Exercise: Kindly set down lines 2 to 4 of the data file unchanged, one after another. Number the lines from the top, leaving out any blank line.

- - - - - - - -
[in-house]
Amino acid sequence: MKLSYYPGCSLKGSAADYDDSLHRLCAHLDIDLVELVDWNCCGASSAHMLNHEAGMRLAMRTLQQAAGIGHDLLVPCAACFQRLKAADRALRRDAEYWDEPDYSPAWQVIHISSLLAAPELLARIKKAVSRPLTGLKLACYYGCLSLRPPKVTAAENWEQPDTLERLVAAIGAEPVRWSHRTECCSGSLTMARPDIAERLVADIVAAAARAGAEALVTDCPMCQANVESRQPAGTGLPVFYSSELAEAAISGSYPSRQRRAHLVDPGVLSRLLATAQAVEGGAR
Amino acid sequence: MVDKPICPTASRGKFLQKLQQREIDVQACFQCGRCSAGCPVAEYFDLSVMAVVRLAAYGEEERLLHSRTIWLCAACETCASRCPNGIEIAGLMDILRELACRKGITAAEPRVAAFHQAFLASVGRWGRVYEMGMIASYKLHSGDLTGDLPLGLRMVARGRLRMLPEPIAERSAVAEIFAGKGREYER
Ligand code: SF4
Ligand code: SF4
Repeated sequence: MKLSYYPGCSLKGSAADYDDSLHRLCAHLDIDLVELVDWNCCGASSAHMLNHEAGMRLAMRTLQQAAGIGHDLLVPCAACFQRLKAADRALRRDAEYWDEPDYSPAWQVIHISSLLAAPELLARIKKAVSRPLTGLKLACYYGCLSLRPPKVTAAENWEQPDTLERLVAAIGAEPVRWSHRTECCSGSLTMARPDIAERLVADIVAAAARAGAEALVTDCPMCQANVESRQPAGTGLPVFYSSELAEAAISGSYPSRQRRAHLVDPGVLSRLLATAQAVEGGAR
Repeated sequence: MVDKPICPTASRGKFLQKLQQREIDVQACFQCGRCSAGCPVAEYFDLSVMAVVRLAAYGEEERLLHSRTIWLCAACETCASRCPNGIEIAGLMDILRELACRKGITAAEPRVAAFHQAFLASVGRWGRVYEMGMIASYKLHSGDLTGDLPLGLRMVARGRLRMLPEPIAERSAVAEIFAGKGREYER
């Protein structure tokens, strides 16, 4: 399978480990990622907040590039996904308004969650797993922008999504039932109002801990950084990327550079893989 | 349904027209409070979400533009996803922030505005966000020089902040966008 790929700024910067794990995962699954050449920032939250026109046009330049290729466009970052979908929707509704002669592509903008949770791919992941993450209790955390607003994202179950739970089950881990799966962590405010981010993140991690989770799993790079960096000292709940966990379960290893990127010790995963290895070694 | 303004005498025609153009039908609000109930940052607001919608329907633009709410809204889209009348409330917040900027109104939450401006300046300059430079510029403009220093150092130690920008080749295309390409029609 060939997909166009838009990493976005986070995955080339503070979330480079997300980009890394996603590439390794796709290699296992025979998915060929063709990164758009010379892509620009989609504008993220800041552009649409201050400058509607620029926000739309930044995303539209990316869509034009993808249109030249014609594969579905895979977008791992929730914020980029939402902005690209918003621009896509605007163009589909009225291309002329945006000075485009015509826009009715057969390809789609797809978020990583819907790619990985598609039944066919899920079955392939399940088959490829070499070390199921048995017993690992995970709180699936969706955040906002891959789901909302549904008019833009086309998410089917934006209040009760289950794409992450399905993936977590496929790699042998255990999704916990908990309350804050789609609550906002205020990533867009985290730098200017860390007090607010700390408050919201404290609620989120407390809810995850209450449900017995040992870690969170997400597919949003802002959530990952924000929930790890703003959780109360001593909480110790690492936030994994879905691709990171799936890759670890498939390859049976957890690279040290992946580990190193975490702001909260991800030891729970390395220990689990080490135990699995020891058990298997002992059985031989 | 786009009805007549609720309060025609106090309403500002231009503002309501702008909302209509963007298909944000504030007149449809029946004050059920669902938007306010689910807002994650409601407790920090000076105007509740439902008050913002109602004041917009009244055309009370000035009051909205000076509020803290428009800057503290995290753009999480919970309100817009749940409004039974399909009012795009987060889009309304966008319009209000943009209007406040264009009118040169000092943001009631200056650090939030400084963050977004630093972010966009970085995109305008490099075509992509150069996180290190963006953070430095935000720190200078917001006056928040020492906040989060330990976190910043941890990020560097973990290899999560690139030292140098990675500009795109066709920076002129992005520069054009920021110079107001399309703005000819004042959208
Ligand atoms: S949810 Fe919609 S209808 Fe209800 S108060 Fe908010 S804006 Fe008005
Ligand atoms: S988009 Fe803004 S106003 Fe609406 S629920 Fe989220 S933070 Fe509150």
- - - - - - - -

Amino acid sequence: MKLSYYPGCSLKGSAADYDDSLHRLCAHLDIDLVELVDWNCCGASSAHMLNHEAGMRLAMRTLQQAAGIGHDLLVPCAACFQRLKAADRALRRDAEYWDEPDYSPAWQVIHISSLLAAPELLARIKKAVSRPLTGLKLACYYGCLSLRPPKVTAAENWEQPDTLERLVAAIGAEPVRWSHRTECCSGSLTMARPDIAERLVADIVAAAARAGAEALVTDCPMCQANVESRQPAGTGLPVFYSSELAEAAISGSYPSRQRRAHLVDPGVLSRLLATAQAVEGGAR
Amino acid sequence: MVDKPICPTASRGKFLQKLQQREIDVQACFQCGRCSAGCPVAEYFDLSVMAVVRLAAYGEEERLLHSRTIWLCAACETCASRCPNGIEIAGLMDILRELACRKGITAAEPRVAAFHQAFLASVGRWGRVYEMGMIASYKLHSGDLTGDLPLGLRMVARGRLRMLPEPIAERSAVAEIFAGKGREYER
Ligand code: SF4